On June 29, 2017 the United Arab Emirates (UAE) signed the International Energy Charter political declaration, becoming the 86th country to take this significant step within the context of its energy policy development. The signing ceremony took place in Paris and was attended by high level state officials, including the Minister of Energy of the United Arab Emirates, H.E. Suhail Al Mazrouei, who signed the Declaration on behalf of the UAE, Secretary General Dr Urban Rusnak of the Energy Charter Secretariat, the Ambassador Extraordinary and Plenipotentiary of Turkmenistan in France, the Ambassador of the Netherlands at the Permanent Representation to the OECD.
By signing the International Energy Charter, governments from near to a hundred countries around the world have been making a political commitment to endorse the principles contained in the aforementioned Declaration and to work amicably towards international cooperation in the field of energy. The principles in the Declaration refer to key areas of international energy cooperation such as investment protection and promotion, energy trade and transit, energy efficiency and due concern for environmental issues, risk reduction, as well as conflict mitigation and dispute settlement.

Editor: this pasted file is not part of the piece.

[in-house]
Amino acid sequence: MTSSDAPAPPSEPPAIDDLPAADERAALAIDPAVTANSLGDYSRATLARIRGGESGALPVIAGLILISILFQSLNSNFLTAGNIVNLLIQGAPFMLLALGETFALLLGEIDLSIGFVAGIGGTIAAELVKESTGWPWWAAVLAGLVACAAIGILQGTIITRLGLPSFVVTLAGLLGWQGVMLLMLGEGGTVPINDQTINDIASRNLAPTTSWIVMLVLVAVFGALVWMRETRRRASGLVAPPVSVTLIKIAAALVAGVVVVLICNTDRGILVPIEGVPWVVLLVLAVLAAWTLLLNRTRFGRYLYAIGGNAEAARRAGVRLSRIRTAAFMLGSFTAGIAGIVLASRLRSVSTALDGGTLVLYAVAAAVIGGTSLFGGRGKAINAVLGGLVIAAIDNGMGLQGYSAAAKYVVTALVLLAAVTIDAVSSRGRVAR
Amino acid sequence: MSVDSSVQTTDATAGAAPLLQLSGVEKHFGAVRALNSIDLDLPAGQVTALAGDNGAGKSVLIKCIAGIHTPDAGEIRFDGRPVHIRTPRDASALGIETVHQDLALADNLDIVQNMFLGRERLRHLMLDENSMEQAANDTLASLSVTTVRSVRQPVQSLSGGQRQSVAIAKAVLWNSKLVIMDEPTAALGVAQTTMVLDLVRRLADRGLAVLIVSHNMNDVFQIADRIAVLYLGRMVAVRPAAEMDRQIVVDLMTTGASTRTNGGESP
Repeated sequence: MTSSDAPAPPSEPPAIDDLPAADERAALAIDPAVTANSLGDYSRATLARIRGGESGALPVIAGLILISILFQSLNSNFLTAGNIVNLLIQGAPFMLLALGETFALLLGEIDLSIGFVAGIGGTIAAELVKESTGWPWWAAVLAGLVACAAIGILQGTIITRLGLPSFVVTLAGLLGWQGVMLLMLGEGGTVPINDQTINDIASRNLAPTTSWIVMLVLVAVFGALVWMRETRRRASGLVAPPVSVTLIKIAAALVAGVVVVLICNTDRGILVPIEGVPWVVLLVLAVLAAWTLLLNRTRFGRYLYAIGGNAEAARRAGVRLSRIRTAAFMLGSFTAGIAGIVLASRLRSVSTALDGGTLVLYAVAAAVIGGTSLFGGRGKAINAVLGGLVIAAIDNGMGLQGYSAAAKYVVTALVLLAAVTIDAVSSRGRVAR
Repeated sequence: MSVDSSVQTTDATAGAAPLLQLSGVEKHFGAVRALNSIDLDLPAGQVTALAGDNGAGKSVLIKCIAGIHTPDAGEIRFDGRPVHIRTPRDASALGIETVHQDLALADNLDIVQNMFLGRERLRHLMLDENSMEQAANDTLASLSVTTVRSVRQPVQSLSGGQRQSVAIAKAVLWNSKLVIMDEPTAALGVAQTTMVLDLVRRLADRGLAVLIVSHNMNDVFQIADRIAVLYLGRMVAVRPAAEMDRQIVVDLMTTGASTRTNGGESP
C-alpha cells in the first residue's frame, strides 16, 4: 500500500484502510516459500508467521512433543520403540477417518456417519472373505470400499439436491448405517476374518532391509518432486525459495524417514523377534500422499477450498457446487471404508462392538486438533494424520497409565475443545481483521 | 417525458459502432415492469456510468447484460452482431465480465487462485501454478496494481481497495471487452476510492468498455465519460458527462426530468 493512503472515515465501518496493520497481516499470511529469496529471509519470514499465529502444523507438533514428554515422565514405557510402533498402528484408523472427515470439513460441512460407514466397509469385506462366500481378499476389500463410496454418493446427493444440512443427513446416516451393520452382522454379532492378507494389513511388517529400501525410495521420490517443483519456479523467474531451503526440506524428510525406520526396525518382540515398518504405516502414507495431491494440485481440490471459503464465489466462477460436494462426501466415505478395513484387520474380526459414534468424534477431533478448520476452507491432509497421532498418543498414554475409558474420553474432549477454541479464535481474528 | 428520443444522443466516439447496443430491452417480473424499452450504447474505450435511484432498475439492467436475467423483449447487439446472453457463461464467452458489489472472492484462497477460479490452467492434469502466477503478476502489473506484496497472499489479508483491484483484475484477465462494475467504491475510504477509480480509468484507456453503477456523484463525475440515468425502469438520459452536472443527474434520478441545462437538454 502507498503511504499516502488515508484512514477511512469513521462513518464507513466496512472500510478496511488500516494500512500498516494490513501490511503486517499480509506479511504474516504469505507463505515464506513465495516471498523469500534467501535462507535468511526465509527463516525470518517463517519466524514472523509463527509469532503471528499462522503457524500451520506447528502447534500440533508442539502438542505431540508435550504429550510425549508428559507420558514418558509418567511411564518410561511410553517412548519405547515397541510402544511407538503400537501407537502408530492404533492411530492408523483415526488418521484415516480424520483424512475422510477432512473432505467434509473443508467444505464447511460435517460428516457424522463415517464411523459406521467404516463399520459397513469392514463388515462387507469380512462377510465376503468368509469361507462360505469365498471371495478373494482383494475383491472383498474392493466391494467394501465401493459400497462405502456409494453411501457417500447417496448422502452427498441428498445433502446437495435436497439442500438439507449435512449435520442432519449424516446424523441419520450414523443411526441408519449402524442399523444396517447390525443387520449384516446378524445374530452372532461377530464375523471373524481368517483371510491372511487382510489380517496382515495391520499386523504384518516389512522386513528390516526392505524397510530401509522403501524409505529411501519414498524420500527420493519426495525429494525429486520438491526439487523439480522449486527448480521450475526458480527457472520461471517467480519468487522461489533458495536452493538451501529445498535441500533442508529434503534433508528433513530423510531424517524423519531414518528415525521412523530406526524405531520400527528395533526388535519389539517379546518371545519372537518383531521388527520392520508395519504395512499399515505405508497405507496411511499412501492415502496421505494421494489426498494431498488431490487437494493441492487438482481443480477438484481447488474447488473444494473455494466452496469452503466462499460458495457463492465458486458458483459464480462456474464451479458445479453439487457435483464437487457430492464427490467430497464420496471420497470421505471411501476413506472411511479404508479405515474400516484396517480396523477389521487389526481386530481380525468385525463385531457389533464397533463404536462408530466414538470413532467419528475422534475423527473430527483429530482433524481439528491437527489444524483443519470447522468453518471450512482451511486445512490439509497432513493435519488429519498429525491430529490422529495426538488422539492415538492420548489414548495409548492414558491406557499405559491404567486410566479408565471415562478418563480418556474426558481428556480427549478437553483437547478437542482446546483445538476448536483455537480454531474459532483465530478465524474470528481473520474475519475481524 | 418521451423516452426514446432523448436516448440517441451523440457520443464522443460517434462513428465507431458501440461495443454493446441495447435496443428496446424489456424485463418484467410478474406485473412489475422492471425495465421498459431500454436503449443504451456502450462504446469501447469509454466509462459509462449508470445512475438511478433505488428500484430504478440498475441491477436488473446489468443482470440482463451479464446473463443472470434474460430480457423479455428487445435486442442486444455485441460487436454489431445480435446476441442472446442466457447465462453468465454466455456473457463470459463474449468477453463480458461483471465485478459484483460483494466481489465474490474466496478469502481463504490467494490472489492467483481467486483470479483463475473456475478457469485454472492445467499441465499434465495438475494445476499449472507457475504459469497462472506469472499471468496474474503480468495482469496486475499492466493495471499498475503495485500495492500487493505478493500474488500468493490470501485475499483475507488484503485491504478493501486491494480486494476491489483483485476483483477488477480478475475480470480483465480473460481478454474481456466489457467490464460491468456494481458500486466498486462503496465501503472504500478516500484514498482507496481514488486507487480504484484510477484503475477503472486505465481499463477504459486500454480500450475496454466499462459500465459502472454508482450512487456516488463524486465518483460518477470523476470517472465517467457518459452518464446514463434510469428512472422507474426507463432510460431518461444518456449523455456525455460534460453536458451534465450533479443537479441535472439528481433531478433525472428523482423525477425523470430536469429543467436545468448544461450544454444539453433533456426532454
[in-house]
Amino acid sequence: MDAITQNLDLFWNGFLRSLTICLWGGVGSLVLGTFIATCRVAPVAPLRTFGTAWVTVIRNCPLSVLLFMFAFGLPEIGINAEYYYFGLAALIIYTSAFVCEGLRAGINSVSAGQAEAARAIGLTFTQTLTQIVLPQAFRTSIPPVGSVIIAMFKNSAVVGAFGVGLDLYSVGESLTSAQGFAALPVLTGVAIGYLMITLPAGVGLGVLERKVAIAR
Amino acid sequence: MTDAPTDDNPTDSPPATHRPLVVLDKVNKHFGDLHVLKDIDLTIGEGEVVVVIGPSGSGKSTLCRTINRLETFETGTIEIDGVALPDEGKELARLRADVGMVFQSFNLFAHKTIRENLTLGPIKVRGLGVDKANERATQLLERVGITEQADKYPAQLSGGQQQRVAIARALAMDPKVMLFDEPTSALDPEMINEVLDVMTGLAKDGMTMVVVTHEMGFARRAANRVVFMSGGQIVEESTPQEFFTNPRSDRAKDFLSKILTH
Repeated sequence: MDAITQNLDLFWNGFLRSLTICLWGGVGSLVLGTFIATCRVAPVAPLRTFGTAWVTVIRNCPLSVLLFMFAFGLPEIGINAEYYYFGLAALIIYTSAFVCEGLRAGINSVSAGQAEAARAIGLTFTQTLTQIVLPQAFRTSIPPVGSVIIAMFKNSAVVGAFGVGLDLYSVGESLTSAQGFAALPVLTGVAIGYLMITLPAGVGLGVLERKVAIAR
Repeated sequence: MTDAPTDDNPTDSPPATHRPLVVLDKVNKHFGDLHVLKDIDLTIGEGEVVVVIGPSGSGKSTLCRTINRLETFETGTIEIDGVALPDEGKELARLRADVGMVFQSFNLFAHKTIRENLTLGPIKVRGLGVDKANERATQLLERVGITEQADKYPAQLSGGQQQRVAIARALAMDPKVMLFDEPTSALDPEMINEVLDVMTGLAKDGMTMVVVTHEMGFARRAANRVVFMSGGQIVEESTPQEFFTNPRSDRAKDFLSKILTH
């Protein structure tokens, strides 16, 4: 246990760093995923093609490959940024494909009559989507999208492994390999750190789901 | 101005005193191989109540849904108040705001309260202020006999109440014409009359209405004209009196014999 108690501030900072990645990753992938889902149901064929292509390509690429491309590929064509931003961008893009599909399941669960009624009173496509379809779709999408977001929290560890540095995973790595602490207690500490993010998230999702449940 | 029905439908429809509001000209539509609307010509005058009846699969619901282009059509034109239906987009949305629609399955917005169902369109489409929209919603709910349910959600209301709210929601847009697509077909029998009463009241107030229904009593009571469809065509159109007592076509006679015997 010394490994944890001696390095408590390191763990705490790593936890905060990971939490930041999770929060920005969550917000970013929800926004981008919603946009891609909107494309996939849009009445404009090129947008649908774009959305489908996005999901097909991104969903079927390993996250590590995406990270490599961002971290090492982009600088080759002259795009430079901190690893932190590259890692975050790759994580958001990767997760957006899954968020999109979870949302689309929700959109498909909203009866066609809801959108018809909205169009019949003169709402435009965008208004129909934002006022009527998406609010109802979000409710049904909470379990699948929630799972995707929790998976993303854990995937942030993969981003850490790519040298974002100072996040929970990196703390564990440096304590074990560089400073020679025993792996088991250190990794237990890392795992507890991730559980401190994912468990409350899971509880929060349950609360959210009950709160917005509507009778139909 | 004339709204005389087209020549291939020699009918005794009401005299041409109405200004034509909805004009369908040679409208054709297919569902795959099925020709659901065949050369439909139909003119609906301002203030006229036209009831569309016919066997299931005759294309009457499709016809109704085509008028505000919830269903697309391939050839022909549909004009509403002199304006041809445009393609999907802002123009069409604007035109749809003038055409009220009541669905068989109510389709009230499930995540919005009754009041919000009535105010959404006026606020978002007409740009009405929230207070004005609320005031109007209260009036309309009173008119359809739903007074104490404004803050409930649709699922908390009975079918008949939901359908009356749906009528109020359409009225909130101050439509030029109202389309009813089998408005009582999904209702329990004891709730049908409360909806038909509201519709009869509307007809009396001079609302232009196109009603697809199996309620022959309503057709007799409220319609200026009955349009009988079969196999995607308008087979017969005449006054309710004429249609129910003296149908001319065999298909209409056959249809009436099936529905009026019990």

The UAE becomes the first country of the Gulf Cooperation Council to sign the Declaration, joining the International Energy Charter family. The UAE is likewise a member of OPEC, and it is worth noting that three other OPEC members – Nigeria, Iraq and Iran – have also signed the International Energy Charter. The UAE is one of the world’s leading oil producers and plays a highly significant role in international energy security. The country is also at the forefront of supporting renewable energy efforts and technological advances in the sector, hosting the International Renewable Energy Agency in Abu Dhabi.
The International Energy Charter political declaration aims to guide governments into the direction of promoting a thriving international energy trade based on market principles and mutual complementarities. The Declaration upgrades earlier definitions of energy security in a way that it now balances the interests of energy producing, consuming and transiting states. It continues to endorse the principle of national sovereignty over national resources. The Declaration foresees the work of the Energy Charter Treaty, in advocating the rule of law and a level playing field in the context of energy cooperation between the world’s nation states.